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Analyzing the Current Growth Options for Casino Companies
by Sudhir Kale and Peter Klugsberger

Analyzing the Current Growth Options for Casino Companies

by Sudhir Kale and Peter Klugsberger

If you can stomach the self-aggrandizement and puffery, press releases and annual reports can make for some insightful reading. Looking beyond the glossy packaging, buzzwords, and the creative depiction of financial statements, a trained eye can spot prescient glimpses of a company’s corporate strategy and track its path toward satisfying shareholders’ expectations with regard to market capitalization.

One common phenomenon plaguing most CEOs from developed countries is domestic market saturation. This is particularly true of the gaming industry where, until recently, healthy market growth enabled shareholders to routinely pocket double-digit returns on their investments and embedded in their psyche the indomitable expectation that their gaming stocks will consistently outperform the market. The sustainability of such stellar performance is now under threat for most companies and several gaming hotshots are scrambling to come up with a clear business strategy that will provide the shareholders with results to which they have grown accustomed.

Based on our exhaustive review of annual reports and press releases from gaming companies, we have concluded that gaming CEOs peg their business model to one of the three generic business strategies: cutting costs, acquiring other companies, or geographic diversification. Cost curtailment, as we will soon discuss, can never deliver long-term competitive advantage. While mergers and acquisitions (M&A) instantaneously inject revenues into the income statement, for the most part, they tend to destroy shareholder value rather than add to it. Geographic expansion into emerging markets still promises handsome returns provided the company possesses the requisite managerial talent to deal with the cultural, structural, and economic mores and nuances of the international marketplace.

Cost Optimization

InfoWorld columnist Bob Lewis declares, “Don’t cut off your own head: Corporate cost-cutting as a goal is always a mistake.” He goes on to elaborate, “Improved efficiency is a good goal, which may involve reducing unit costs. Improved effectiveness and increased productivity are good goals, either of which may require cost reduction as well. But cost-cutting must be a means to a different end or all you're doing is playing with numbers.” Lewis’ advice is not without empirical support. Professor Gary Hamel of Harvard Business School studied the performance of Standard & Poors 500 companies and found that of the fifty companies where earnings growth outpaced revenues growth by a factor of five or more, 43 experienced significant downturns within three years.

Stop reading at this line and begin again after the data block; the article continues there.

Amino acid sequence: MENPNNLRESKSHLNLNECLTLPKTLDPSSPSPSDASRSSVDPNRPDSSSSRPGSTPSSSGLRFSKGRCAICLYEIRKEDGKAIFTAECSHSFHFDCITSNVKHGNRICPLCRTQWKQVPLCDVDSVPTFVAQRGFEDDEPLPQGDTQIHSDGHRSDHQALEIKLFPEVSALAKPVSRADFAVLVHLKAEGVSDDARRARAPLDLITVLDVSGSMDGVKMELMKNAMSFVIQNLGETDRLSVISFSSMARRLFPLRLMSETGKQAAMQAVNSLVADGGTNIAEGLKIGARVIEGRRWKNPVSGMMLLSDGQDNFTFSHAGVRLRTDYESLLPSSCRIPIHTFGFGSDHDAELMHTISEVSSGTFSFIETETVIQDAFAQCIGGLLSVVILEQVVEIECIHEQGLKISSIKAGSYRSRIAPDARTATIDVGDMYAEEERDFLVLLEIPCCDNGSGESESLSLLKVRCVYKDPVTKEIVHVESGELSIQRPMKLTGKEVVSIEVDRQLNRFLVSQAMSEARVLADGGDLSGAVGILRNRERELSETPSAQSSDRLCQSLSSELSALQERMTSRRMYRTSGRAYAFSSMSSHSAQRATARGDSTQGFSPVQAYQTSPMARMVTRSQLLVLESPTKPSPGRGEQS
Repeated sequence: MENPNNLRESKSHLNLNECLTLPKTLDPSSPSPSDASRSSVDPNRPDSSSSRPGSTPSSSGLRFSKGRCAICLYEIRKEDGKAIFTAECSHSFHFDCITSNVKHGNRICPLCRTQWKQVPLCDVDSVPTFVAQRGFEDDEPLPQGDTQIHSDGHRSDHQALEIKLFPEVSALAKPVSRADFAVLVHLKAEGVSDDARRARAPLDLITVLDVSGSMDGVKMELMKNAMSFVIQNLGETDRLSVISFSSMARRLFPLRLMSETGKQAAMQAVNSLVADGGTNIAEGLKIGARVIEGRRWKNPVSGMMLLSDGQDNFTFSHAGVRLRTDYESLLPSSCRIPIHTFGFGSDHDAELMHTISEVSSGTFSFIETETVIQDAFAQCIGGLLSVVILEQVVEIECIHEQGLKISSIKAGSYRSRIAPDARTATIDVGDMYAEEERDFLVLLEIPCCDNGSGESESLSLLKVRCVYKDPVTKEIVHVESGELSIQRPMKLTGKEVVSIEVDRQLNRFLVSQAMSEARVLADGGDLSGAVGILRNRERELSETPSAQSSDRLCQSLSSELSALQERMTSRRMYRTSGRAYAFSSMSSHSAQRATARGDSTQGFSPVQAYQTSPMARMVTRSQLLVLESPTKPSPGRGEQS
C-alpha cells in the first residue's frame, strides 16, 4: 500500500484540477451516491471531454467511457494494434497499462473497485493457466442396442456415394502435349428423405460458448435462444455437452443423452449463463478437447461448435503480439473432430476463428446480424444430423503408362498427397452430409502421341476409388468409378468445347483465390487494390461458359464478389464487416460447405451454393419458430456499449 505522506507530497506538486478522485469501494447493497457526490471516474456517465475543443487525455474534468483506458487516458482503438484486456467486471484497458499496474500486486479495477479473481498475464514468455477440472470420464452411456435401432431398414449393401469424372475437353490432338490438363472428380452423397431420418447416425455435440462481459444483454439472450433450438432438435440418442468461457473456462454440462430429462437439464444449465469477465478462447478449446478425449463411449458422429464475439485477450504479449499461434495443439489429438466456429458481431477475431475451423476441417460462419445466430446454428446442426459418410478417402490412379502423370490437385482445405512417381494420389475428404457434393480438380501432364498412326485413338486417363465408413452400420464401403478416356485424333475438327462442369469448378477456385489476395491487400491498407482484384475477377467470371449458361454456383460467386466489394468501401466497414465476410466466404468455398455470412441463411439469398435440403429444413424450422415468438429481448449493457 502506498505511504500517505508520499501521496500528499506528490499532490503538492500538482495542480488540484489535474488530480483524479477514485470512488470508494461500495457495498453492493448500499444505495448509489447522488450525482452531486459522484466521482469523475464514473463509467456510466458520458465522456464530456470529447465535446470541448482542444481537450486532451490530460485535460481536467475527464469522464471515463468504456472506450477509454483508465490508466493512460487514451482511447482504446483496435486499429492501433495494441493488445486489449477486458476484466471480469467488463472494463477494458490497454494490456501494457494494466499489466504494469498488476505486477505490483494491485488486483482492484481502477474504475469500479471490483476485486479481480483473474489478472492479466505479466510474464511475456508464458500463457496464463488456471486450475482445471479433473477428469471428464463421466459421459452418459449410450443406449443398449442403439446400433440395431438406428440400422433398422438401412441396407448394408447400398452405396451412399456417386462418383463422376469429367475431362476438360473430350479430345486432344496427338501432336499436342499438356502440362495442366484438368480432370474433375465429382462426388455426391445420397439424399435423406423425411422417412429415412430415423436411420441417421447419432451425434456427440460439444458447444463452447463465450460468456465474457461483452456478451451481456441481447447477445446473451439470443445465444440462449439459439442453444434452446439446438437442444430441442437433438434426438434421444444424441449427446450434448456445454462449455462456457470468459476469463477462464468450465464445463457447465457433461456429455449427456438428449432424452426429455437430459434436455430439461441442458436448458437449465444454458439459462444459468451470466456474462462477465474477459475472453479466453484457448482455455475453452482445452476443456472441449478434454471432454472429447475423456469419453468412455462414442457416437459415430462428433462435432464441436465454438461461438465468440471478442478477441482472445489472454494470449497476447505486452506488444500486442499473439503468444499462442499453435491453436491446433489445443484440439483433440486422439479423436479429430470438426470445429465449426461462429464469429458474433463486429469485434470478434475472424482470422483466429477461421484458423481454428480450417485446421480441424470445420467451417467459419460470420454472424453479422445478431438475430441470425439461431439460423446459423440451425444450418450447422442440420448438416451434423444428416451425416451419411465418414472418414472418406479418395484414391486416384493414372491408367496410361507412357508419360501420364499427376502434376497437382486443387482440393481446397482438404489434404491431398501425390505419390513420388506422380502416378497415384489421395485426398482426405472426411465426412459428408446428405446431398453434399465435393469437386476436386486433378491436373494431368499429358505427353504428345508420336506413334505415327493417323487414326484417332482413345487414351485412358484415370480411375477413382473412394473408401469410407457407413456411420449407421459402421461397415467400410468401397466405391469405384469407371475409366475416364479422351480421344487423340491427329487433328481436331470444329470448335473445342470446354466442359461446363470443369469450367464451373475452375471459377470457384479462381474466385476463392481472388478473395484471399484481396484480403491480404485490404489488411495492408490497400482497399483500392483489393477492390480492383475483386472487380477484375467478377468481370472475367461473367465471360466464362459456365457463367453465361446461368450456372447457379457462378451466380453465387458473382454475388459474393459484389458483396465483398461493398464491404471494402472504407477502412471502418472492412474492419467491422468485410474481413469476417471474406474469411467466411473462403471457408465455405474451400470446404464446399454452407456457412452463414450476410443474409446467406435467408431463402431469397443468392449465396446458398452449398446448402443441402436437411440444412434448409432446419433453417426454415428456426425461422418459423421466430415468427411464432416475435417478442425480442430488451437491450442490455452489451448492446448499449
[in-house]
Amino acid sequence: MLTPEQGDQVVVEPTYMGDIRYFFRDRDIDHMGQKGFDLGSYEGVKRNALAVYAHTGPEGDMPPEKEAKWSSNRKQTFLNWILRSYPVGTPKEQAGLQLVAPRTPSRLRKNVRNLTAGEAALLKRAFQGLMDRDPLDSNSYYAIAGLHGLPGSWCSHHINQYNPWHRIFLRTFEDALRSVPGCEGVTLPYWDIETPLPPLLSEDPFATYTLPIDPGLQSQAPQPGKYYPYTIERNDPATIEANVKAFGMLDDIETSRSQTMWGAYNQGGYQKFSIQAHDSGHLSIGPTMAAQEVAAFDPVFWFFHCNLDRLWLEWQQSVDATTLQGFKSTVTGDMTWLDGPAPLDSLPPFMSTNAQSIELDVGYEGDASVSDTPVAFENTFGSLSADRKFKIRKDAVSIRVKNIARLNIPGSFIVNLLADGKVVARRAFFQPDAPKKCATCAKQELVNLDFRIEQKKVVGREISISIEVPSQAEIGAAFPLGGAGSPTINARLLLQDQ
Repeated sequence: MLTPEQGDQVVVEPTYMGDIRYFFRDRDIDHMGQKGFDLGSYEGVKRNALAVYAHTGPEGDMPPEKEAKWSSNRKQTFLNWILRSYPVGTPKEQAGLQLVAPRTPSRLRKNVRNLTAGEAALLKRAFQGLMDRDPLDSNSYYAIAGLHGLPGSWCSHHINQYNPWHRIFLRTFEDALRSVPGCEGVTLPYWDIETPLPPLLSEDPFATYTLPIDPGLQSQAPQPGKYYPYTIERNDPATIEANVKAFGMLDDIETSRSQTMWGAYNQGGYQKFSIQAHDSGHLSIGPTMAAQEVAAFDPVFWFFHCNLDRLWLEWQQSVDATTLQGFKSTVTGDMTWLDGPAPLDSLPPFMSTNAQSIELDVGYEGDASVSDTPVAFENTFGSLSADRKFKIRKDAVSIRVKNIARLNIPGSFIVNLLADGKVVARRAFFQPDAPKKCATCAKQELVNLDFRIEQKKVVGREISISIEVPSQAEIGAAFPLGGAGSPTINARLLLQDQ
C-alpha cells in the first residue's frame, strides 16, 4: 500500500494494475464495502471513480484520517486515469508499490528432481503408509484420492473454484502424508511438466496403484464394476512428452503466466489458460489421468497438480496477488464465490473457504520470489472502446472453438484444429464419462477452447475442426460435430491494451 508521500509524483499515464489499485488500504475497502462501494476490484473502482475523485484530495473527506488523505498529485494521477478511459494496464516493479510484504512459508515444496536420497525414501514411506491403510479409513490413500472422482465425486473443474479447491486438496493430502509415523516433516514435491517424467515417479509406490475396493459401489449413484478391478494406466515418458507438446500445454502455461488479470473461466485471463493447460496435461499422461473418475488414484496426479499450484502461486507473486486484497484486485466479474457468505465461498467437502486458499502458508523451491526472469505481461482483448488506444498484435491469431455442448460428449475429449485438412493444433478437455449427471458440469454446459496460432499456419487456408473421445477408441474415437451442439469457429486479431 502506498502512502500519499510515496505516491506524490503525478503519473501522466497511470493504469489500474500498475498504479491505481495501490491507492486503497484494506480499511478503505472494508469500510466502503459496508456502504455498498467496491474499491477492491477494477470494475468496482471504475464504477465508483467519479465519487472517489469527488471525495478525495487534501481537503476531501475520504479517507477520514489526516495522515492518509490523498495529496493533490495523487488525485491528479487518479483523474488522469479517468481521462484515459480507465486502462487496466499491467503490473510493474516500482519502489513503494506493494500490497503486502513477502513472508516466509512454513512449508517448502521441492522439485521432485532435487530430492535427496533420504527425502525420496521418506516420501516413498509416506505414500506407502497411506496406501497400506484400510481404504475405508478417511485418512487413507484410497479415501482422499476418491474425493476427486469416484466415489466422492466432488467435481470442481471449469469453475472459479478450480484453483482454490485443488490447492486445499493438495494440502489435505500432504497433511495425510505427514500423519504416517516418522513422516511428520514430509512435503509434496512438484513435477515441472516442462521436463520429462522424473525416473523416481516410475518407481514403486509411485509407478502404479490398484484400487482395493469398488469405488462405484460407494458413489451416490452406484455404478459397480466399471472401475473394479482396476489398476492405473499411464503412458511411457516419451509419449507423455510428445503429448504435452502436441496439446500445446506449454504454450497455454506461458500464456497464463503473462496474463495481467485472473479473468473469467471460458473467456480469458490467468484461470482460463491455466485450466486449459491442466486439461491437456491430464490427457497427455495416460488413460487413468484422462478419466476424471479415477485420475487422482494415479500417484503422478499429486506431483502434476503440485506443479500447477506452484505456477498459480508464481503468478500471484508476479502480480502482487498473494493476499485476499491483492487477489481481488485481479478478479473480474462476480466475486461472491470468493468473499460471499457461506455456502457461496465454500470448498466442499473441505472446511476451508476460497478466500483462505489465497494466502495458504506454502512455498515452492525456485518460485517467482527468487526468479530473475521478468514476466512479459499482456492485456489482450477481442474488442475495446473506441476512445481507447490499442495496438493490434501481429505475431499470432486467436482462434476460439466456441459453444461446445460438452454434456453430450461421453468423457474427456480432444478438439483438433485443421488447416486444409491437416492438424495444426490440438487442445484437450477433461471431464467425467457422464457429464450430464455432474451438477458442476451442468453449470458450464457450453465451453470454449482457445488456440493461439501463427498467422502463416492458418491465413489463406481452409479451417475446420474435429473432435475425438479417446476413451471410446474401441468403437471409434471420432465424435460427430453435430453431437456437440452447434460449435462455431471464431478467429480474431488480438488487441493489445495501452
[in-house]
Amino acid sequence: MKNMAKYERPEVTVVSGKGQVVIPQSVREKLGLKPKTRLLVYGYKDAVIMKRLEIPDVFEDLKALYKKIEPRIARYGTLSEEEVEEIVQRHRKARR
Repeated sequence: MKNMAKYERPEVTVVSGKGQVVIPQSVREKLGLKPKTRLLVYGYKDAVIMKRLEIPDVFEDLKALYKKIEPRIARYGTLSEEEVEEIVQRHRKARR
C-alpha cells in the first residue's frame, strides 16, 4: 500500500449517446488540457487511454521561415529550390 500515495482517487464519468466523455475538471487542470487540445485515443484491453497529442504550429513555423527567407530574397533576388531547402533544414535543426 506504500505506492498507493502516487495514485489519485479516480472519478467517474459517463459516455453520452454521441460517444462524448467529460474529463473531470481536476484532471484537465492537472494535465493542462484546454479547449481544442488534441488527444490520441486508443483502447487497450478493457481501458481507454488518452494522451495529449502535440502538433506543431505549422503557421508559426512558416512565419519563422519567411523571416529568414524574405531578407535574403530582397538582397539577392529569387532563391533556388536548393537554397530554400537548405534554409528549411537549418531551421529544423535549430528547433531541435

Cost cutting is intuitively appealing because these savings translate directly into improving the bottom-line, at least in the short-term. Once identified, the elimination of overheads and other slack resources invariably drives up a company’s earnings per share (EPS). Realistically though, most of the listed casino companies already run very efficient operations and further cost-cutting will result, at best, in modest savings, and at worst in cutting off the head.

Mergers & Acquisitions

Many companies seem enamored with the idea of ‘buying’ new revenue streams rather pursuing the path of gradual organic growth. The theory behind mergers and acquisitions (M&A) is that the sum of two or more companies creates more value than each of them would be able to realize on their own. After all, a great big acquisition can provide the CEO with that shot of top-line growth that shareholders demand. Unfortunately, experience shows that 70% to 80% of acquisitions fail, meaning they create no wealth for the shareholders of the acquiring company. Most often, they destroy wealth. The real winners in the recent M&A frenzy, it seems, were the CEOs of the participating companies and the lawyers representing the companies. Gillette Company Chief Executive Officer (CEO) James M. Kilts reportedly made a cool $165 million, including stock options and severance, when Procter & Gamble acquired the firm. Gary Loveman, the chief executive of casino giant Harrah's Entertainment Inc., will receive about $94 million in stock options and other rights on consummation of the world’s largest casino buyout deal. But given the unfavorable odds for the shareholders, one should think twice before embarking on this uncertain endeavor.